I too was concerned about the impacts of running the LED strips at typical battery voltages, and did a bunch of research trying to find out how likely issues might be. But from my research and most of the reviews I was able to find, people have seemingly rarely had any issues – even over extended continuous use.

      And the more expensive LED strips supposedly “rated” for automotive use seemed to be the exact same stuff, just for 10x the cost and with a slightly better warranty attached.

      In the end, I decided I’d rather buy the cheap stuff and replace any strips that die prematurely. Doing a warranty exchange on glued-down strips is always going to be more hassle than it is worth, anyway.

      I’d happily pay a little more for consistency and quality, but the price difference is too huge to ignore at the moment. But if anyone has any good reputable recommendations, I’d love to hear them too.

      Thanks for sharing your experience!
      – Chris

  9. Love your blog! One thing I have done on our last 2 trailers is to use a disassembled solar garden spotlight to provide a nice solar night light in the bathroom. Usually the solar spots have a separate solar panel that can be mounted on the roof and the battery box and LED mounted inside the bathroom roof vent. Some soldering will likely be required and you will want to remove and discard the reflector but when complete it works like a charm. So nice to not have to turn the main lights on during those midnight visits. Cheap too. They can usually be had for only $5 – $10 at most any garden supply or hardware stores.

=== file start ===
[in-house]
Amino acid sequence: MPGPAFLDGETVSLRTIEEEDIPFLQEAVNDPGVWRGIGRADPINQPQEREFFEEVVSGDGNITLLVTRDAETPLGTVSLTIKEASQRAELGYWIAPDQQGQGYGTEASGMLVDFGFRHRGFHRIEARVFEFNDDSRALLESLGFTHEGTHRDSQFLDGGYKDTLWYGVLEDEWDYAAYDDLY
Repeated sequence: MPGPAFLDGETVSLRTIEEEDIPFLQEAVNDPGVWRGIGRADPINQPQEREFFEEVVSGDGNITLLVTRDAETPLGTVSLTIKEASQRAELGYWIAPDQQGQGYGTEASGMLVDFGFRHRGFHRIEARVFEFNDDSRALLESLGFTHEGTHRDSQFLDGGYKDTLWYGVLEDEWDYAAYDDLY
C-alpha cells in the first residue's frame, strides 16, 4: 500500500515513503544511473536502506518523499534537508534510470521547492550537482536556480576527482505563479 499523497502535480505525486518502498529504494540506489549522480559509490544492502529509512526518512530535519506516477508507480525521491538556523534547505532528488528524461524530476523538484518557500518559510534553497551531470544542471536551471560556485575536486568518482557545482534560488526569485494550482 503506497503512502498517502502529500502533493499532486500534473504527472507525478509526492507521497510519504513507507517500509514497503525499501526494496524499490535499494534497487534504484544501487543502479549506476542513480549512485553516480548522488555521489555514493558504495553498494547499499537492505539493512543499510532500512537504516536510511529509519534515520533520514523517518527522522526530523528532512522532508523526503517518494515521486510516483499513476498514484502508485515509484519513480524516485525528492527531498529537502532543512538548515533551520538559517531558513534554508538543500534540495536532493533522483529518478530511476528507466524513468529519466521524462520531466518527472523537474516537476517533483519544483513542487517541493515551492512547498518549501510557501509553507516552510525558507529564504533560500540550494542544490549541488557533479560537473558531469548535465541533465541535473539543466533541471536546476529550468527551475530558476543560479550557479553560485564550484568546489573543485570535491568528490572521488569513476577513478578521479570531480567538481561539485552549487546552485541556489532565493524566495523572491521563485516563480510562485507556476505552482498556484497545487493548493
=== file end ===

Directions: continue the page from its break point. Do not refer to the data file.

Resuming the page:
10. Think I have to add the d.light to our lighting arsenal. While not as stylish as the other, I really like that it’s solar. It’s hard to imagine those little solar blocks generating enough light to mark a path, but with endorsements from both you and Nina they must do the trick! And we might have to add a lamp just to have the groovy color options 🙂 Great info as always – thanks for the links!!

  11. Thank you Cherie – so many great options. I have learned a lot from your blog and appreciate so much all the details you share. I purchased the Mobile Internet Handbook a month ago (working my way through that, LOTS of great info) and when ever possible order from Amazon through your link. I hope you two get a chance VERY soon to rest and recharge from all the social goings on right now.

    Barbara

  12. I think the little ice cubes are great. I can picture one each on our motorhome steps while boondocking. Thanks for the great ideas. Becki